Family support and wellbeing

57% of respondents who did not receive family support indicated that they regularly worried about not having enough money to meet basic living expenses such as rent and utility bills. This compares to 44% of students who were in receipt of family support. 44% of respondents who received no family support reported that they did not feel able to concentrate on their studies without worrying about finances. This compares to 34% of respondents who were in receipt of family support

Proportion of respondents in receipt of financial support from family, by level and mode of study and age on entry

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I am so grateful for the financial support from my parents. My maintenance loan is £800 short of my accommodation, which is ridiculous. My parents can barely afford to give me money every week to live, let alone paying extra for accommodation. – FT UG, 17–20

The extent to which finance affected the decision to progress to current level of study, by family support status

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Financial worries about basic living expenses, by family support status

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“I feel able to concentrate on studies without worrying about finances, by family support status”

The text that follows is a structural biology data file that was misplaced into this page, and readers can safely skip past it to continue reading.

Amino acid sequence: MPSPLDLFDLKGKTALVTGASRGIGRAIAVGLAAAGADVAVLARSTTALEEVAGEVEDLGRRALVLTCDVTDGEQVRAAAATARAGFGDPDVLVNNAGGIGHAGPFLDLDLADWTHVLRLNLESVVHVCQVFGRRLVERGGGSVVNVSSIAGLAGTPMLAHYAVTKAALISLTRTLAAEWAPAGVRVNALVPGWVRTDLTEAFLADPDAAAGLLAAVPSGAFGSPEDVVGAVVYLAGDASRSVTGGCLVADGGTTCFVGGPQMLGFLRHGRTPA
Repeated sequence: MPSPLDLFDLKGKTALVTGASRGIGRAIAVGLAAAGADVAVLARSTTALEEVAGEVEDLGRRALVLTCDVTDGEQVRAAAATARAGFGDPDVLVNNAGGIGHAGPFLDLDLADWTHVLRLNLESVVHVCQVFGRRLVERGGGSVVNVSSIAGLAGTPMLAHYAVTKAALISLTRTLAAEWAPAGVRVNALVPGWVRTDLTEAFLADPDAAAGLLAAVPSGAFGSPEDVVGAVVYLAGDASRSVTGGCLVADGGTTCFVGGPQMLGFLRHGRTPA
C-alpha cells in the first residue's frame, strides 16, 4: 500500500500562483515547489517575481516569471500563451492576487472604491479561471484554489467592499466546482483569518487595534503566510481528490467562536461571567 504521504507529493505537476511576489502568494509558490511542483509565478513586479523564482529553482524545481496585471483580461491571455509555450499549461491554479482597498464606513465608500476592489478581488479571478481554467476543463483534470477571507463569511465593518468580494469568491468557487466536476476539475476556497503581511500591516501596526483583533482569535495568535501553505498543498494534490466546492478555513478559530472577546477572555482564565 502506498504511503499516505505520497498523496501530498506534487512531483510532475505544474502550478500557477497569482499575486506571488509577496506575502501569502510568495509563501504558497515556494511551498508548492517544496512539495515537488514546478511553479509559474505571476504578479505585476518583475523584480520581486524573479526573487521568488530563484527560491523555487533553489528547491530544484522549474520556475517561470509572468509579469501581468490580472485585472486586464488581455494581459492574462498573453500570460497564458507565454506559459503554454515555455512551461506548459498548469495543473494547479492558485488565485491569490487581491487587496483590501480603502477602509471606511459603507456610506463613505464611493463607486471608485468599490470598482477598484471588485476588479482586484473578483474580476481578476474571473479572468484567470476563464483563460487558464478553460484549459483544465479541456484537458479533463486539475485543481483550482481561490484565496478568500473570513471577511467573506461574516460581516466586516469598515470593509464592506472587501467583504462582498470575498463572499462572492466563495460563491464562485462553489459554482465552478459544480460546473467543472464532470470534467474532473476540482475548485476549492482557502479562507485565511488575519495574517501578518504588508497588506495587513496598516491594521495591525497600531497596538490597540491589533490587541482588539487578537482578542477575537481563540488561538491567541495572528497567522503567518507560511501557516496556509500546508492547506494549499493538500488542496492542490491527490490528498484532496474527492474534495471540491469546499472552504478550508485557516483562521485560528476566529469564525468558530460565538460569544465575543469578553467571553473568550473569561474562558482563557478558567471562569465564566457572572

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Reliance on employment

Across the survey sample, 35% of FE respondents, 32% of postgraduate respondents and 28% of HE respondents indicated that they worked during term time and holidays. A further 11% of FE students, 9% of undergraduate students and 16% of postgraduate students stated that they worked in term time only.

Working time

Respondents who indicated that they worked during term time and/or term time and holidays were asked how many hours they worked during term time.

The majority of full-time FE respondents who worked during term time and/or term time and holidays worked 16 hours or less a week: 36% reported working between 0 to 8 hours (or one day a week) and 41% worked between 9 and 16 hours (or two days). A small minority worked 25–32 hours a week (4%) and the same proportion reported working more than 33 hours a week. Of those who were employed during term time and/or term time and holidays, one in three (33%) parttime FE respondents worked between 33 and 40 hours (or 5 days) a week.